November 26, 2006

Loosening the belt...

As I sit here gorging for the third day in a row on leftover stuffing (I love food that's named after what it is or does, like oranges and stuffing) I am happy to confirm that I am very much pro-Thanksgiving. Such a terrific holiday this year, with everything that could have gone wrong going right instead, and I got to spend two solid days with family and friends.

Each meal was wonderful, with everything tasting just as it should. And both my Thanksgiving dinners featured one of my all-time favorite dishes, butternut squash soup. Hot damn that is some good soup... Thursday I spent time up in Massachusetts with my best friend and his family and friends, which I don't get to do often enough, and Friday was a second Thanksgiving in New Jersey with family, our yearly event. No traffic to speak of marred the travel, and the company and conversation were wonderful all-around.

Thanksgiving is one of my favorite holidays, both because it's a secular holiday that most Americans can get behind and also because it's a holiday based on and steeped in the act of hospitality. As some of you may remember from an earlier post, hospitality is very important to me and something I take very seriously. One of our most ancient rituals, the act of both giving and receiving food and shelter hearkens back to our most ancient and earliest civilizing practices. I love that we have a national tradition that originates with, and continues to be practiced as an expression of the act of welcoming others to your home and hearth.

Sure, I doubt the first Thanksgiving was anything like the sanitized version that is currently celebrated, but then as we all well know, faith doesn't require any historical accuracy. Those same pinko-commie liberals who are trying to ruin Christmas (an act of holiday sabotage I heartily approve of) would also have you believe that recognizing the reality of Pilgrim-Indian relations must by necessity mean feeling guilty each Thanksgiving, and I won't have any part of it. Thanksgiving is more than an origin myth, it now serves as a hearty reminder of what is truly important in life; a reminder we desperately need just before we launch into the greatest example of what's not important - the Christmas season.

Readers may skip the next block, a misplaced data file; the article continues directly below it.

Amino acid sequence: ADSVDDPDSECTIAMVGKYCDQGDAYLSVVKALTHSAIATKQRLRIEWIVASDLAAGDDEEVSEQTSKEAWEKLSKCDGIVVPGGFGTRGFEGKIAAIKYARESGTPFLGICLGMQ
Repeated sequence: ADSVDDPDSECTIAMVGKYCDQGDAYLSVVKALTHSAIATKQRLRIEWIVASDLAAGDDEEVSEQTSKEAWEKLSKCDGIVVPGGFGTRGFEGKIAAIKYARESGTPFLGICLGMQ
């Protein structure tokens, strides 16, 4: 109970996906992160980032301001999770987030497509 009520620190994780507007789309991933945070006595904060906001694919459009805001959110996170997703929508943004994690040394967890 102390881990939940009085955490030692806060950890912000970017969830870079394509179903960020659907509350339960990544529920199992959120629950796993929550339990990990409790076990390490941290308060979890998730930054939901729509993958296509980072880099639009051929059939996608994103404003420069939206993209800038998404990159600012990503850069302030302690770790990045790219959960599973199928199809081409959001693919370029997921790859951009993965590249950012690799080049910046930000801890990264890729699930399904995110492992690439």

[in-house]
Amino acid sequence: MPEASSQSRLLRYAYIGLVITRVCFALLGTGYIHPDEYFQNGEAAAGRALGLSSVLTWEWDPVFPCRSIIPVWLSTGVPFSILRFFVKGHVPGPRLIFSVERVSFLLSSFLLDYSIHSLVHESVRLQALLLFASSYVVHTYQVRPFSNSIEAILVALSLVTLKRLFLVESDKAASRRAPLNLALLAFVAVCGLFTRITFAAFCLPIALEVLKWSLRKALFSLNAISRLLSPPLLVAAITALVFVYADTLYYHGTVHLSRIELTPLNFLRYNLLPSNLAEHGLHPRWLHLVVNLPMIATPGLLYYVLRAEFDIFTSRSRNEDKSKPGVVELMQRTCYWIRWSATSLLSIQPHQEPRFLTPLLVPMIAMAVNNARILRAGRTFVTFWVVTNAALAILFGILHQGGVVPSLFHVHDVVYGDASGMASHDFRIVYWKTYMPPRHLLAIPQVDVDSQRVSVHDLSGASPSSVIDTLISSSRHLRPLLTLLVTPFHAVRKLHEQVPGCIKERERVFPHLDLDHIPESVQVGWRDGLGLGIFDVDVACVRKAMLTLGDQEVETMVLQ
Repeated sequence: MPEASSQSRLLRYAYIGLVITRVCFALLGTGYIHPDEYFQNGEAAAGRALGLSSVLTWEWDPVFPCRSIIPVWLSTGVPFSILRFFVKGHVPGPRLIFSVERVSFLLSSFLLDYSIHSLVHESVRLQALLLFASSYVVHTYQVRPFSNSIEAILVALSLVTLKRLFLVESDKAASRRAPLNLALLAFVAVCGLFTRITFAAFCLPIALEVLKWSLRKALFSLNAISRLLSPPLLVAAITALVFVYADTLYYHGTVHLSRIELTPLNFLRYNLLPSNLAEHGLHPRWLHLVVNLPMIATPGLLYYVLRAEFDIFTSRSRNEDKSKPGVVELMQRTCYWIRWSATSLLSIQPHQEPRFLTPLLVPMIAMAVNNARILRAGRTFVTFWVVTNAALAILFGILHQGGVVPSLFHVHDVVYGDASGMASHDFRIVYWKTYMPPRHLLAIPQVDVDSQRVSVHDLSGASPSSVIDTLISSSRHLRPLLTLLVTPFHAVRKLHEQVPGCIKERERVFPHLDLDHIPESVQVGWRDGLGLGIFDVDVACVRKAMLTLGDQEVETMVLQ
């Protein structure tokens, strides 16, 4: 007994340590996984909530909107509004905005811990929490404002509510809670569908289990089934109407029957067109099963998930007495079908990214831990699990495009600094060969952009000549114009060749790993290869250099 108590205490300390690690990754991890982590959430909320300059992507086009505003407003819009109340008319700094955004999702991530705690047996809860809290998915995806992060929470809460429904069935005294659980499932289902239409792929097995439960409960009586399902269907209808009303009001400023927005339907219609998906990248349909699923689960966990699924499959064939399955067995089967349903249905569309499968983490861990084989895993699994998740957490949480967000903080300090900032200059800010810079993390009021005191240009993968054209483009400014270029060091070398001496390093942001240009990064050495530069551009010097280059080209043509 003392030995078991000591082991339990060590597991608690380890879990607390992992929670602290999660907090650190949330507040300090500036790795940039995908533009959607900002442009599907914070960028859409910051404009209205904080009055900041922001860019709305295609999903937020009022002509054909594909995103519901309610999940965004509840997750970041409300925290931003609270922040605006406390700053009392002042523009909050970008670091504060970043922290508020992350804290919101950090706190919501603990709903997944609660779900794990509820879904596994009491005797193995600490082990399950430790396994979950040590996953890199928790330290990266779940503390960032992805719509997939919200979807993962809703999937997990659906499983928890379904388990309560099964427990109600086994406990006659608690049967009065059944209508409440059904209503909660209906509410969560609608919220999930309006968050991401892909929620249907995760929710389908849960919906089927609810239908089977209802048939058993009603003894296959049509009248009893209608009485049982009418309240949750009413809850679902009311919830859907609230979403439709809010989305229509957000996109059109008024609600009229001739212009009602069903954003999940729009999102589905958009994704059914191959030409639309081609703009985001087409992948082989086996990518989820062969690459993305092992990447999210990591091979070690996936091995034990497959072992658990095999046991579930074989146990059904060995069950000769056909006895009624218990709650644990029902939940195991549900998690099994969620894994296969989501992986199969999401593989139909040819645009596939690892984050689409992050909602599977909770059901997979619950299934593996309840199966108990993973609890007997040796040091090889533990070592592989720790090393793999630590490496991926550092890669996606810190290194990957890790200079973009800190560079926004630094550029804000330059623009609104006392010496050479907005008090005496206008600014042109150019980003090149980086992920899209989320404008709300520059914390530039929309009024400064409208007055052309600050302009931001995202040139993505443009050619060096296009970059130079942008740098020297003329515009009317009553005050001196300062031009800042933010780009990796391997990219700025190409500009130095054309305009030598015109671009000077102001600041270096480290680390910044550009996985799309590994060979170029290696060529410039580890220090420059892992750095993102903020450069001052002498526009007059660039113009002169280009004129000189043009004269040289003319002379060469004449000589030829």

The radio stations and stores let us know beyond all shadow of a doubt that the final barrier has been crossed, the seventh seal has been broken, and it's now the Christmas homestretch. The soundtrack of the season plays like George Bailey's ipod locked on permanent shuffle, so let the government-sanctioned marginalization of non-Christians begin!


At 7:20 AM, Blogger Allan said...

Not sure I agree with your characterization of the hol as "secular." Thanksgiving denotes giving thanks. But to whom? Not to the grocer from whence came that turkey. And not to the employer that paid the salary that bought the turkey.

But such quibbling aside, I heartily endorse your sentiments of fellowship, hospitality, and good will fostered by the tradition. It was good seeing you again.

At 1:44 PM, Blogger Mr.T said...

It was awesome having you at Thanksgiving buddy. I will make sure to send your mom some flowers to make up for stealing you from her.


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